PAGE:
When I was hired by Mary and Alice Moore, they gave me a lot warnings. They warned of their bickering, of the shop’s propensity to accumulate soot and dust; the freezing temperatures, the demanding customers, the tedious backroom tasks, the occasional invasion of mice and groundhogs; that I’d have to eat lunch standing up, that I’d have to wear sensible shoes, and finally, that I might receive phone calls from dirty old men looking for a massage parlor. Mother and daughter, both tall, strikingly lovely women, stood telling me this in the midst of their delightfully opulent near-fairy tale gift shop, its shelves and hearth brimming with silk scarves, cashmere gloves, silver neck chains, French perfumes, silkscreened pottery, beeswax candles, salted caramels, twinlking lights, and a rack of rainbow-colored ribbons and wrapping paper: Simple Pleasures.
“Alice has never liked the name,” Mary said. “And there’s a smut shop in Central Falls with the same one.”
And sure enough, within my first couple of weeks we got a call asking about the “four hand special.” After that, a heavy breather: “How much is a half hour?” Just after Christmas someone called to ask if we’d be open on New Years, and when we said no, he asked if we had “three girls who want to work anyway.” We always follow these questions with a pause, thinking, for a moment, that we might have the answer. And then it clicks. “Are you trying to get a hold of Simple Pleasures, the spa?” At which point said caller usually hangs up.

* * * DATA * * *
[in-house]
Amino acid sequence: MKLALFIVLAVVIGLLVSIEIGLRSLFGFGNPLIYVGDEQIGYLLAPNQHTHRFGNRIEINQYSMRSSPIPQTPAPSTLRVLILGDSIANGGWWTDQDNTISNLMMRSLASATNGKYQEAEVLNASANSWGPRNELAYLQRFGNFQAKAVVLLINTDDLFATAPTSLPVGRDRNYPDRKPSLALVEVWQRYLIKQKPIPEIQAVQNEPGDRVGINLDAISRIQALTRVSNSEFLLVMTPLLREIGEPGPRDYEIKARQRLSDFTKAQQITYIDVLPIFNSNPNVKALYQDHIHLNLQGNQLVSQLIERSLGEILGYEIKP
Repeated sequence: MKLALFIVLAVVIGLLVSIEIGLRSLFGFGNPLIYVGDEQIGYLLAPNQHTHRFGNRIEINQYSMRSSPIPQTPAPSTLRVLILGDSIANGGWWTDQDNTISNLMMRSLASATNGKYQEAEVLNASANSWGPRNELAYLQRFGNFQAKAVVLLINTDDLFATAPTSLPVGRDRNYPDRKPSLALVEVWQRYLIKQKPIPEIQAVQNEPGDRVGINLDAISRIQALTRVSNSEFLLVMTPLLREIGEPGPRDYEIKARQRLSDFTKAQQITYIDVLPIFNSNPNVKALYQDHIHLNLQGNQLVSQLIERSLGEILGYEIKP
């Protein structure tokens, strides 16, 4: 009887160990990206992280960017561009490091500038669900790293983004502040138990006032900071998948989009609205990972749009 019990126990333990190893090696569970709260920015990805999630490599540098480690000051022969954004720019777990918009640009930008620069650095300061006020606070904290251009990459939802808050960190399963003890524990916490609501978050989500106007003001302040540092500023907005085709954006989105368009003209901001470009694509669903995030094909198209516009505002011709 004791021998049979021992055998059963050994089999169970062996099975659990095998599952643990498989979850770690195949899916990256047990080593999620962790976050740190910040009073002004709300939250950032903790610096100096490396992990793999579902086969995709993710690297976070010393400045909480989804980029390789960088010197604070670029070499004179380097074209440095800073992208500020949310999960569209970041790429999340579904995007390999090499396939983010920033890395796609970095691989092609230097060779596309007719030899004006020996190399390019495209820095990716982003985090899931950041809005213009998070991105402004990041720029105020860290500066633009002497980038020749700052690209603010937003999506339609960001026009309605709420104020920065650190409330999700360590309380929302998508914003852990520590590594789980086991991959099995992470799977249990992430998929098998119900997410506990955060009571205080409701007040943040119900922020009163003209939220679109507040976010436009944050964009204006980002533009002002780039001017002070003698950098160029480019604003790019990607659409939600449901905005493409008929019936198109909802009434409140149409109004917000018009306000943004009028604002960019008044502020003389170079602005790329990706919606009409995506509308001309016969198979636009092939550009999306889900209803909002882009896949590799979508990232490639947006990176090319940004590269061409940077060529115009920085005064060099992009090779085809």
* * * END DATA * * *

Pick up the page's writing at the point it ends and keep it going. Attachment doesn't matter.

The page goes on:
When the Moores interviewed me, I was still working at the RISD store. I applied for that job the day before Hurricane Irene hit. In every way I could think to, I presented myself as the ideal candidate to sell Color-Aid, Gatorade, and commemorative school mugs to the incoming students and eager parents who’d soon be knocking down the school doors. That night, the city cleaned Walgreens and CVS of votives and bottled water, taped their windows shut, filled their bathtubs, and watched the storm knock down a couple powerlines and uproot a tree. Then I was hired and quickly delegated to the job of folding two thousand RISD logo t-shirts for minimum wage, forty hours a week. I’d stand in the humid, narrow galley-shelving in the cellar, color-coding apparel in absolute, suffocating silence. Then I’d eat my lunch out back over the canal. The old illustration buildings crowded together along the brick walkway like a New England postcard. A few ducks swam by. Some students drafted at a picnic table. Then I’d go back in and stock all manner of candy, gum erasers, gag gifts, interiors magazines, Chapstick, umbrellas, sweatshirts, and sports team paraphernalia — the RISD Balls and Nads, respectively. I became addicted to Lintdor balls. I’d buy several at the register and keep them in my apron pocket to be savored through the day like painkillers. Surveillance cameras hung from all corners, including the basement, and we were not allowed to be still. Employees couldn’t chat. The part of the store I worked in was often dead for long periods, but I had to keep moving. So I’d fiddle around with merchandise, knock t-shirts from the shelf so I could refold them, talk to myself. Someone’s mother died, someone else got sick, two long-time employees quit, the soundsystem stopped working, and the fluorescent lights buzzed louder and louder. The students came in droves and we’d ring up hundreds of dollars worth of supplies and watch the horrible heavy shadow cross their faces when we announced the total. Occupy Providence formed the week I realized that my paltry paycheck — and most people’s in America — was being taxed the same percentage as a CEO at Bain.